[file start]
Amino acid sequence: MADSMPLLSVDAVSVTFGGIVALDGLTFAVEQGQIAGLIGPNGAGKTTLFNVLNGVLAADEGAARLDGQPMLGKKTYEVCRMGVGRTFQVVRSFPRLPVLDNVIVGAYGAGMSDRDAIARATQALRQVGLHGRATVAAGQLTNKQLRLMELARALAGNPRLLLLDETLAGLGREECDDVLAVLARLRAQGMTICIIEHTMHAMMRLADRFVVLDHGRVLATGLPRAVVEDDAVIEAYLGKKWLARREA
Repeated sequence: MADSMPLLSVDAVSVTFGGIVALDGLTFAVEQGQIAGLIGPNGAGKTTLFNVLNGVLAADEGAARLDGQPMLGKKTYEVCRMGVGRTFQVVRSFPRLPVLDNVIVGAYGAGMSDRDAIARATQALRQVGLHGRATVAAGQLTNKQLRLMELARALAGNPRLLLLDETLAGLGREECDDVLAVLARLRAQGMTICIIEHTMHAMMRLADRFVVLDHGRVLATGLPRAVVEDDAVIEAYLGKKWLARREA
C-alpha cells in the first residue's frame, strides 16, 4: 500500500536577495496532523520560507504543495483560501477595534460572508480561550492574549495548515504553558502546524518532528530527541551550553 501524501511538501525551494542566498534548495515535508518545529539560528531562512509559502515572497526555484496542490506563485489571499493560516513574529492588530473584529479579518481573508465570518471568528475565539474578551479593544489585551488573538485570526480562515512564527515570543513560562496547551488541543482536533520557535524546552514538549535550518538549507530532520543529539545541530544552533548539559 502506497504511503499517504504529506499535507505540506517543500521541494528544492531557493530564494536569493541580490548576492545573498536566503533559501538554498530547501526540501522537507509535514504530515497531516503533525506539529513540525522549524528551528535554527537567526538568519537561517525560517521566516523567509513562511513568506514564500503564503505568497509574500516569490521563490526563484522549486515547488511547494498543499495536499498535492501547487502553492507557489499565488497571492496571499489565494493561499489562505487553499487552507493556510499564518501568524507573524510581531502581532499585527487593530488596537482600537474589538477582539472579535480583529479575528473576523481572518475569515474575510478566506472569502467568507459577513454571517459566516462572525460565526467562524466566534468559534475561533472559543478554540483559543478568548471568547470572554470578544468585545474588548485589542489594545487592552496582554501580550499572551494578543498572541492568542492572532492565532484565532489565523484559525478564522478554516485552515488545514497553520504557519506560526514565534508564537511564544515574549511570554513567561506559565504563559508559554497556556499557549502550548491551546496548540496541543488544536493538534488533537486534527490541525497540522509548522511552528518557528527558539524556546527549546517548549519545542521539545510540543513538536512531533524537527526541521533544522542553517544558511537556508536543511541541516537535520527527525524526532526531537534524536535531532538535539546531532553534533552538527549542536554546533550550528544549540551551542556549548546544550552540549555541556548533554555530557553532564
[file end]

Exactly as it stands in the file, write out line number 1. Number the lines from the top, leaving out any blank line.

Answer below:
Amino acid sequence: MADSMPLLSVDAVSVTFGGIVALDGLTFAVEQGQIAGLIGPNGAGKTTLFNVLNGVLAADEGAARLDGQPMLGKKTYEVCRMGVGRTFQVVRSFPRLPVLDNVIVGAYGAGMSDRDAIARATQALRQVGLHGRATVAAGQLTNKQLRLMELARALAGNPRLLLLDETLAGLGREECDDVLAVLARLRAQGMTICIIEHTMHAMMRLADRFVVLDHGRVLATGLPRAVVEDDAVIEAYLGKKWLARREA